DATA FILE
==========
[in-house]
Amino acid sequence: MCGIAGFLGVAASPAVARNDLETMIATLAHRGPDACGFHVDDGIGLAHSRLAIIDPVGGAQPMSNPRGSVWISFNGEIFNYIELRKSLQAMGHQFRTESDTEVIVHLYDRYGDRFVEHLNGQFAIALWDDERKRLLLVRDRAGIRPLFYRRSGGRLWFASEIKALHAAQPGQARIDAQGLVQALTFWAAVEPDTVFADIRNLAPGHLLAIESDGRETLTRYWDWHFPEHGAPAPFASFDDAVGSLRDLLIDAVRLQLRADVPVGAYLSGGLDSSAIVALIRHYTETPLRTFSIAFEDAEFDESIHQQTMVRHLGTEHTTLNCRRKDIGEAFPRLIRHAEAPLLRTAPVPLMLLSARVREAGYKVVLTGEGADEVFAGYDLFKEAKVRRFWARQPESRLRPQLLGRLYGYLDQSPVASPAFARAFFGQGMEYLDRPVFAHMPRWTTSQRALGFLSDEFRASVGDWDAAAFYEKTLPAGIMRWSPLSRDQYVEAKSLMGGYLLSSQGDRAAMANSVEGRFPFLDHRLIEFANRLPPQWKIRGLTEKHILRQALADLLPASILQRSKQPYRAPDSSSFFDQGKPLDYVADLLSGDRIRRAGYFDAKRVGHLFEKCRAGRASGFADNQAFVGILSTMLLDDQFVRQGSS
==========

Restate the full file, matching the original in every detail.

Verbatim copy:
[in-house]
Amino acid sequence: MCGIAGFLGVAASPAVARNDLETMIATLAHRGPDACGFHVDDGIGLAHSRLAIIDPVGGAQPMSNPRGSVWISFNGEIFNYIELRKSLQAMGHQFRTESDTEVIVHLYDRYGDRFVEHLNGQFAIALWDDERKRLLLVRDRAGIRPLFYRRSGGRLWFASEIKALHAAQPGQARIDAQGLVQALTFWAAVEPDTVFADIRNLAPGHLLAIESDGRETLTRYWDWHFPEHGAPAPFASFDDAVGSLRDLLIDAVRLQLRADVPVGAYLSGGLDSSAIVALIRHYTETPLRTFSIAFEDAEFDESIHQQTMVRHLGTEHTTLNCRRKDIGEAFPRLIRHAEAPLLRTAPVPLMLLSARVREAGYKVVLTGEGADEVFAGYDLFKEAKVRRFWARQPESRLRPQLLGRLYGYLDQSPVASPAFARAFFGQGMEYLDRPVFAHMPRWTTSQRALGFLSDEFRASVGDWDAAAFYEKTLPAGIMRWSPLSRDQYVEAKSLMGGYLLSSQGDRAAMANSVEGRFPFLDHRLIEFANRLPPQWKIRGLTEKHILRQALADLLPASILQRSKQPYRAPDSSSFFDQGKPLDYVADLLSGDRIRRAGYFDAKRVGHLFEKCRAGRASGFADNQAFVGILSTMLLDDQFVRQGSS